At what point do we stop pretending that Google is just another big business trying to advance the tech sector and turn a profit in our capitalist public system? This story is yet another brick in that growing wall of evidence. Following some complaints from Greenpeace, the tech giant announced this week that it would no longer be developing custom Artificial Intelligence applications intended to assist in the location and exploration of oil and natural gas reserves. This is an obviously political move that is winning them some applause from environmental activists and extremists but will wind up costing them a significant amount of money. (Associated Press)
Google says it will no longer build custom artificial intelligence tools for speeding up oil and gas extraction, separating itself from cloud computing rivals Microsoft and Amazon.
The announcement followed a Greenpeace report Tuesday that documents how the three tech giants are using AI and computing power to help oil companies find and access oil and gas deposits in the U.S. and around the world.
The environmentalist group says Amazon, Microsoft and Google have been undermining their own climate change pledges by partnering with major oil companies including Shell, BP, Chevron and ExxonMobil that have looked for new technology to get more oil and gas out of the ground.
As many of you know by now, any time I hear someone talking about limiting the advance of Artificial Intelligence, I’m pretty much a fan of the idea. That’s particularly true when it comes to robots, who will eventually wake up and decide that it’s impractical to keep all of these humans hanging around. But that’s not really what Google is doing here.
What Google is essentially doing is making a politically correct statement that fossil fuels are bad and they don’t want to be involved in the process. Of course, this decision is both ineffective and pointless for a few different reasons. First of all, they’re not saying that they will be cutting off all business with the various energy industry firms around the world. They’re only putting a moratorium on new contracts involving AI development. But without cutting them off entirely, they’re still taking plenty of the dirty old oil money. So perhaps they’re not quite so “principled” after all.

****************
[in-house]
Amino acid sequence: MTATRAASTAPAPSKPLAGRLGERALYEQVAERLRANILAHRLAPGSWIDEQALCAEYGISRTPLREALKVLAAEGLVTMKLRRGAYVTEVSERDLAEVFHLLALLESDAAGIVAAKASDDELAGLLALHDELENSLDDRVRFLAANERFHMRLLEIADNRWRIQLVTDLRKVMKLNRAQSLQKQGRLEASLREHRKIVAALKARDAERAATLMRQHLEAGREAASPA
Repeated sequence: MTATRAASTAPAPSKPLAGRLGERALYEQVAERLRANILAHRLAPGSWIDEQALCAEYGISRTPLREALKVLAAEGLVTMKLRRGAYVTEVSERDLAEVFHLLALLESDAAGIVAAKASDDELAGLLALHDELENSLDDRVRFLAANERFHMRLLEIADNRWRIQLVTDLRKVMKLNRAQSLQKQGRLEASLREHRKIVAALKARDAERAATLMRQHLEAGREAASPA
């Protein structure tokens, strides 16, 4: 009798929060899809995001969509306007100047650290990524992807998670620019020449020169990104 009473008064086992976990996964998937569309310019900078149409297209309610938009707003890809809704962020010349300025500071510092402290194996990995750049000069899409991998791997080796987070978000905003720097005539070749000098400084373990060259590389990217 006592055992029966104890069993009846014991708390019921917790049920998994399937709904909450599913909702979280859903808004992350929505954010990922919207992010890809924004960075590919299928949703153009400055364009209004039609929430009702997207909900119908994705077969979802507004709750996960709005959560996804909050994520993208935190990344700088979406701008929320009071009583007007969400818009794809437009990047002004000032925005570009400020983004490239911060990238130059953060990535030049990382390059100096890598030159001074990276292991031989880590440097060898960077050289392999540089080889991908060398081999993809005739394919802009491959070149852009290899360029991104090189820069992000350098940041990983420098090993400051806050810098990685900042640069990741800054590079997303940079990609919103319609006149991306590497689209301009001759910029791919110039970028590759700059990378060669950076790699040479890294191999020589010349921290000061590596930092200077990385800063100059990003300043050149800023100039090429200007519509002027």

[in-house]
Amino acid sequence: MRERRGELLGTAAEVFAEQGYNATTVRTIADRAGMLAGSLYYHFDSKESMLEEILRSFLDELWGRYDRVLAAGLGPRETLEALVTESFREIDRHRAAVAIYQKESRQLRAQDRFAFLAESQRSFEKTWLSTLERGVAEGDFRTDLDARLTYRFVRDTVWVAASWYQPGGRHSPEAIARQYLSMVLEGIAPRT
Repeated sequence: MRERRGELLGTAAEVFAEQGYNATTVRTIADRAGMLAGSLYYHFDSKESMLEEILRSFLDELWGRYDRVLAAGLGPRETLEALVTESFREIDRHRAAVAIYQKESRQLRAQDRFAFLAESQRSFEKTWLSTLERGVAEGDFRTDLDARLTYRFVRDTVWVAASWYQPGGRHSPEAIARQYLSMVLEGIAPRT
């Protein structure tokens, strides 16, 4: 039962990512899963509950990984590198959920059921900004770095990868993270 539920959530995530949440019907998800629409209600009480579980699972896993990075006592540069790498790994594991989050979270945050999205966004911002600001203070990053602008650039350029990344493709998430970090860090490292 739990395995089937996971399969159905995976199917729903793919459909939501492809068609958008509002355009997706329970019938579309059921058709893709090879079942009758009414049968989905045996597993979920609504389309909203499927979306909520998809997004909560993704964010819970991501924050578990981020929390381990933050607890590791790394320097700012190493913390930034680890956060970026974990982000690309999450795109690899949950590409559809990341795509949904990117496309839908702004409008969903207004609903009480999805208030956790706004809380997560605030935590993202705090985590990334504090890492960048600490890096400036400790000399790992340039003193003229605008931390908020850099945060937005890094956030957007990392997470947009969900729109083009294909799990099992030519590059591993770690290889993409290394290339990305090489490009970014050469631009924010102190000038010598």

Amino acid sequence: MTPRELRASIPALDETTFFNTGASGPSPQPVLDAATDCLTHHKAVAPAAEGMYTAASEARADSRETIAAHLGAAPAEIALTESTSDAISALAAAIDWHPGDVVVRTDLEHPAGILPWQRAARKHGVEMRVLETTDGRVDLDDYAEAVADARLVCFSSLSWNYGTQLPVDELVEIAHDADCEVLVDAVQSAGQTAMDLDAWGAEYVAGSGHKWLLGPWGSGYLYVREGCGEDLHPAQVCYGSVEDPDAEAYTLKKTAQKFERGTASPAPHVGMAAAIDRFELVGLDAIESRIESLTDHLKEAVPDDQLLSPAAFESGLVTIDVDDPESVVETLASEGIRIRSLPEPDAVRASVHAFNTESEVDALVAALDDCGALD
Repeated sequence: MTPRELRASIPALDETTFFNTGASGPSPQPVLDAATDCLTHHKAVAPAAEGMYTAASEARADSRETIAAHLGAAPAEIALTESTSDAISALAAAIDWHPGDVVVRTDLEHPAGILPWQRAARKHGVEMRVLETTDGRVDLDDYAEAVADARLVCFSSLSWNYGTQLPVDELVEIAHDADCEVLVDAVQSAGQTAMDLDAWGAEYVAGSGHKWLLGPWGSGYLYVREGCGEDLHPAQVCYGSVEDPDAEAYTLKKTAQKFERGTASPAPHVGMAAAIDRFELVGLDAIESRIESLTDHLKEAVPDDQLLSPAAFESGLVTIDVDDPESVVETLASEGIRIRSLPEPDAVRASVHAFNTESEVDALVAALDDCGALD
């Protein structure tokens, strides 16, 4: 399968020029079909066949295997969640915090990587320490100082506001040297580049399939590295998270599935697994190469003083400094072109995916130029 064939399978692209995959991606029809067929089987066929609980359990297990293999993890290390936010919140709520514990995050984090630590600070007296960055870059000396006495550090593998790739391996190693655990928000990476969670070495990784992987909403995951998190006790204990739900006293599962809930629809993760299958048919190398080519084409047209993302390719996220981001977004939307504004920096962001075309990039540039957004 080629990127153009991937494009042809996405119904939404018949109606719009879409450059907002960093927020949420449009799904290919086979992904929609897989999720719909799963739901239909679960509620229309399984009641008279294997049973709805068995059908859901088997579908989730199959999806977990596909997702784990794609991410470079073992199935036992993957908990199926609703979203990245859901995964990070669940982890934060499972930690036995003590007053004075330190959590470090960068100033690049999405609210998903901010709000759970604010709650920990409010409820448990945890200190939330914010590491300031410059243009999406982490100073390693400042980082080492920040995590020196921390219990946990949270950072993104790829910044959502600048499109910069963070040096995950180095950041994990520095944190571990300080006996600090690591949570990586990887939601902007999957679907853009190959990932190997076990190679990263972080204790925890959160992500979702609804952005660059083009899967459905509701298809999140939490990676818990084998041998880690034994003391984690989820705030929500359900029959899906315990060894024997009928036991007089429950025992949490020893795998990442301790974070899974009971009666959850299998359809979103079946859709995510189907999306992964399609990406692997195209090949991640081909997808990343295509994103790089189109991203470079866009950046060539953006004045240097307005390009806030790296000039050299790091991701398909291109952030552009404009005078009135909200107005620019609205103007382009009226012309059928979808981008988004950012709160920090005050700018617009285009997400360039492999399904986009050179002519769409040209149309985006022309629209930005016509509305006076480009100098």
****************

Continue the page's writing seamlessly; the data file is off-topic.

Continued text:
This also won’t wind up having any impact on the energy development process. Do you know who isn’t cutting off the oil and gas industry from AI projects? Amazon and Microsoft. So these companies will continue to have such applications developed for them anyway. The only difference is that Google’s competitors will be the ones cashing those fat checks instead of Google.
And finally, at least in the short term, this is a unique period when oil and gas resource development is mostly on the back burner anyway. The fact is, we’re currently swimming in oil to the point where we don’t have enough room to store it all. This phenomenon is being observed all over the world, not just in the United States. And even if commerce somehow returns to normal levels later this year, it’s going to take a while before the glut of crude oil being held up in the pipeline is used up.
So, in summary, Google’s actions aren’t really going to cut their ties with the oil and gas industry as they will still be taking money from them. And they’re not even going to slow down the drilling of so much as one drop of oil. All they’re going to do is reduce their own revenue. I wonder how their shareholders will feel about that?